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‘Diver Man’ Climbs Mountain in 180-Lb. Vintage Diving Suit, Raises Money for Little Girl

subsea to summitA group of volunteers hiked in a vintage diving suit for charity this weekend; (photo/Ty Burton)
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To raise money for a sick little girl and The Historical Diving Society, a team of volunteers hiked up Wales’ Snowdon Mountain … in a 180-pound diving suit.

Many fundraisers combine unique goals to get attention — but few are as grueling as this. A team of fundraisers spent last weekend hiking up Wales’ Snowdon Mountain while wearing old-school diving equipment weighing about 180 pounds.

Called the Subsea to Summit challenge, the effort began with a dive at Llyn Padarn. Next, the volunteers spent 3 days hiking up Snowdon wearing the vintage diving suit — as temperatures rose to over 90 degrees.

So far, the charity effort raised nearly $5,000 on GoFundMe for three causes. They include the purchase of hearing equipment for a 3-year-old deaf child, Cadi Owen Evans from Llanberis, Wales. Donations will also be used to fund Llanberis Mountain Rescue and The Historical Diving Society.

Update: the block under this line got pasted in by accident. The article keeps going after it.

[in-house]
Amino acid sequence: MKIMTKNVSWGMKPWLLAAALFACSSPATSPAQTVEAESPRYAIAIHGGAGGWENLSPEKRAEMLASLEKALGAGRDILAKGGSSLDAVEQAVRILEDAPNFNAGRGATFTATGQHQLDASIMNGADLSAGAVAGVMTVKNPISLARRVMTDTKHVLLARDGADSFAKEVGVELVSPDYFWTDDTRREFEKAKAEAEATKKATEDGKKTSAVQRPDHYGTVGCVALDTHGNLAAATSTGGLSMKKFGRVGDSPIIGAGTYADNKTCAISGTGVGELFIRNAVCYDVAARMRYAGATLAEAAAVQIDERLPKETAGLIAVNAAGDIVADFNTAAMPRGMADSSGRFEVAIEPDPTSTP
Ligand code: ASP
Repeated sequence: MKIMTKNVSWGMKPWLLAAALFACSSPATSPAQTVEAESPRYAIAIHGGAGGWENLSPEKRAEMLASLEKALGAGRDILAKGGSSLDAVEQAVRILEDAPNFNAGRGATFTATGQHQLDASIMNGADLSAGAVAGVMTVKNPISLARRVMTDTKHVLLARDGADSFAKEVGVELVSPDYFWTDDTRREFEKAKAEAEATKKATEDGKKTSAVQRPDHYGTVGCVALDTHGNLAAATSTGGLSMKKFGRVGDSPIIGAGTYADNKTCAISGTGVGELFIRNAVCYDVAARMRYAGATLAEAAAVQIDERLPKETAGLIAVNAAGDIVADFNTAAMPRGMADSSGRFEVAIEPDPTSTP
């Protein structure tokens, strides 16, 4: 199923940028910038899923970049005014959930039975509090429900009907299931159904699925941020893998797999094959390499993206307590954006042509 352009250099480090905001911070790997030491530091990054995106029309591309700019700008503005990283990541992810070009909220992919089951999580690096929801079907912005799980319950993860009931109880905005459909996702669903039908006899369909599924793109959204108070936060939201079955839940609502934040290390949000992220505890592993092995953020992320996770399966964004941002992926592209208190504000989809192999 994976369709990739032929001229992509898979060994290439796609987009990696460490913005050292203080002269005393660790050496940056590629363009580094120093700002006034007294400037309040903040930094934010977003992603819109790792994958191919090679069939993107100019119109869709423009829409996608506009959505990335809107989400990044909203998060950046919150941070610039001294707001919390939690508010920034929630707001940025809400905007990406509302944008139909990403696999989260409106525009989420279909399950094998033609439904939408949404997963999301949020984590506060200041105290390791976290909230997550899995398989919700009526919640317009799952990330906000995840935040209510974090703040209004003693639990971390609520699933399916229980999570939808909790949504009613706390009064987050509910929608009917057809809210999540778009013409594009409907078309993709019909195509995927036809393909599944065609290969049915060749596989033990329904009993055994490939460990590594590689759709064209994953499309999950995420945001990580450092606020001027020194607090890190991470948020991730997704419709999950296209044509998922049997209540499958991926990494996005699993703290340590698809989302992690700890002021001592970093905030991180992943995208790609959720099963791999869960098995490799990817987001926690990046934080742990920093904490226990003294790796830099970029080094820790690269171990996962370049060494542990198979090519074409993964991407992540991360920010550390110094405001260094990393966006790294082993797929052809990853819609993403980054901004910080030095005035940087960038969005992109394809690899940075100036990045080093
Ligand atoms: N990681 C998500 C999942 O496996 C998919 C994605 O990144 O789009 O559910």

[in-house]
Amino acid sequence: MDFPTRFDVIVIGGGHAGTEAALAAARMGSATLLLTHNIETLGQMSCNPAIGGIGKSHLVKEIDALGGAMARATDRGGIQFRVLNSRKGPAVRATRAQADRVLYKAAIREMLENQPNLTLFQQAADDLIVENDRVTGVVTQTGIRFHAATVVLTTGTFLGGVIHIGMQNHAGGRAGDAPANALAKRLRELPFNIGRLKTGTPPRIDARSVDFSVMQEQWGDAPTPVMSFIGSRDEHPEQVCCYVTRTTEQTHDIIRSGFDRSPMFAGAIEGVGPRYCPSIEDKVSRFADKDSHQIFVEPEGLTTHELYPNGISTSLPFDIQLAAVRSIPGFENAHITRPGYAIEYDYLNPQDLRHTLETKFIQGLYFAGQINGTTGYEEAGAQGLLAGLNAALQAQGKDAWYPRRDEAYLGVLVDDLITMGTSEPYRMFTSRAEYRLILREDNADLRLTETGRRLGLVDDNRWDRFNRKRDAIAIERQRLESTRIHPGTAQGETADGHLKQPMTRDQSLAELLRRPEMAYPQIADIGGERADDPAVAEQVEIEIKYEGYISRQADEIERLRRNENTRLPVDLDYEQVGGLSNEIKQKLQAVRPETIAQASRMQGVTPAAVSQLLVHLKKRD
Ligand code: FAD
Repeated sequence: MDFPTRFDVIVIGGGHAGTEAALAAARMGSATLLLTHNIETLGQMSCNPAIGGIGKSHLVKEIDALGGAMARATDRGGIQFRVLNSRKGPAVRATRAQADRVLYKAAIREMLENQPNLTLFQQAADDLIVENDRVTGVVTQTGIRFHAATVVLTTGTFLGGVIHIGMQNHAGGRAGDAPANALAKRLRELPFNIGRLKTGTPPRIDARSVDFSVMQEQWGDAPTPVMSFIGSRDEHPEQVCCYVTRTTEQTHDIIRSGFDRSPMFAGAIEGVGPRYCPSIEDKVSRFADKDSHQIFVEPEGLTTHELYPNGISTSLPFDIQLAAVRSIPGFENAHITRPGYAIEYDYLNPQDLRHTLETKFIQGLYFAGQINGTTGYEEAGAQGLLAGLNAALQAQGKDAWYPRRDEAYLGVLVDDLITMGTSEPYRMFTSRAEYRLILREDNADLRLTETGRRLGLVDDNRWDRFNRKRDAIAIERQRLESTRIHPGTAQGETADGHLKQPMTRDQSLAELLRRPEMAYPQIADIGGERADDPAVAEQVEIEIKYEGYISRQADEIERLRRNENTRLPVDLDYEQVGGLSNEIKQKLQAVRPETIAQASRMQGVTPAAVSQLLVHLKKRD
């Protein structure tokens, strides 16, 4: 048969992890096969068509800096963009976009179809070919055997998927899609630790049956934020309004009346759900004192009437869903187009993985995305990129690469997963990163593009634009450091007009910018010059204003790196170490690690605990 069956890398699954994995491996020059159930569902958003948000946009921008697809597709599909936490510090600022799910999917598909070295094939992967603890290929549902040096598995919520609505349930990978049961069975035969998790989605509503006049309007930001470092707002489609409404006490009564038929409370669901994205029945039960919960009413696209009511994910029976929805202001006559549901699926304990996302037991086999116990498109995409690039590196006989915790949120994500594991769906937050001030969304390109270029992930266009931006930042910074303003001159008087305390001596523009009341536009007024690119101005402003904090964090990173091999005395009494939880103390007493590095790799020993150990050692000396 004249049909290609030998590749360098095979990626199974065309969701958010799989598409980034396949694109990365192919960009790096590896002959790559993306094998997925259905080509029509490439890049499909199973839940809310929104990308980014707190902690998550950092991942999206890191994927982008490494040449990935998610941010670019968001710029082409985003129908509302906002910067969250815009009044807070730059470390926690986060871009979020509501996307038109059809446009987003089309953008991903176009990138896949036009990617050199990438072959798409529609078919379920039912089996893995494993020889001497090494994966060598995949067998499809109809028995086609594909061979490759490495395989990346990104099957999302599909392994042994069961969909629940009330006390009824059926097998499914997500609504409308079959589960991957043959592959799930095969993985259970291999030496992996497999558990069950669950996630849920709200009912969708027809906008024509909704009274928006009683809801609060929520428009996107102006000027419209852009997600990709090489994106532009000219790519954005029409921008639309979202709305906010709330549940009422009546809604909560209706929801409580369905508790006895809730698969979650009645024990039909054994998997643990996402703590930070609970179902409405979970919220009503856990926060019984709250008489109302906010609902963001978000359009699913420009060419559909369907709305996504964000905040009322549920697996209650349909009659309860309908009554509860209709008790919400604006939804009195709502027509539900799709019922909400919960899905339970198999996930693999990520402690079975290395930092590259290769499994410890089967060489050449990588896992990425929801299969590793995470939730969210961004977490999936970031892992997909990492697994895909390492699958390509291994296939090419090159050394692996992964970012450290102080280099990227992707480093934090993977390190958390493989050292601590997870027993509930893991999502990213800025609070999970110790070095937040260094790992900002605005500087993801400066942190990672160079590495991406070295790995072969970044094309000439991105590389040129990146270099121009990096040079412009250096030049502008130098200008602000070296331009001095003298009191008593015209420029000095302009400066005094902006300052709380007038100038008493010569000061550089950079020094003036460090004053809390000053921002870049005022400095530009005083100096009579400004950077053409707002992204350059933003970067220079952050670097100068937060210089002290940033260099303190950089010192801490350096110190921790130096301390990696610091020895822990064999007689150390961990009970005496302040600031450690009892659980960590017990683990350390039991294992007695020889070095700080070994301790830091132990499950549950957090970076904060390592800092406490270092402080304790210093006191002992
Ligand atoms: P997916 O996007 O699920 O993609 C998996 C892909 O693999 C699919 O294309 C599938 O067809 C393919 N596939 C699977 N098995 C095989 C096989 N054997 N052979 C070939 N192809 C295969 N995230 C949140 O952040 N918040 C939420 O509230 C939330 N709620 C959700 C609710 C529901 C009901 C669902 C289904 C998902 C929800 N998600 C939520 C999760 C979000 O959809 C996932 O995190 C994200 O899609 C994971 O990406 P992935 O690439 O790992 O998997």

The lead organizer, Ty Burton, invented the Subsea to Summit challenge while chatting with Ginge Fullen, a British mountaineer and diver who holds the Guinness World Record for the fastest climbs of every peak in Europe and Africa.

Together, they came up with a truly grueling challenge.

“At one point we were pouring water on the helmet to help cool it down and we could see the water evaporating in front of us, that’s how hot it was,” Burton told The Daily Post.

subsea to summit
Hikers took turns wearing the heavy suit over 3 days; (photo/Ty Burton)

Difficult, but Worth Repeating

Burton said that completing the Subsea to Summit challenge involves a team of six people working in a relay.

The diving suit is so heavy that walking with it requires the aid of two other people wearing harnesses. Members of the group took turns wearing it while hiking up Snowdon’s 3,560 feet of elevation gain.

Burton’s biggest problem with the hike was dealing with the diving suit’s awkward boots. The boots have lead and wooden flat soles with no flexibility and are attached to the ankle with rope.

“It’s very difficult going up uneven steps/stones as you can’t really look down at your feet or you will fall over with the weight of the helmet (56 lbs.) and the front and back weights (40 lbs. x 2),” Burton wrote in an email.

For many people, finishing such a difficult challenge one time would be enough — but not Burton. He’s already planning the next one for 2023.

“As far as doing it again … I personally am looking forward to it,” Burton said.

You can still support the Subsea to Summit team and little Cadi’s medical bills at the Snowdon Diver GoFundMe.

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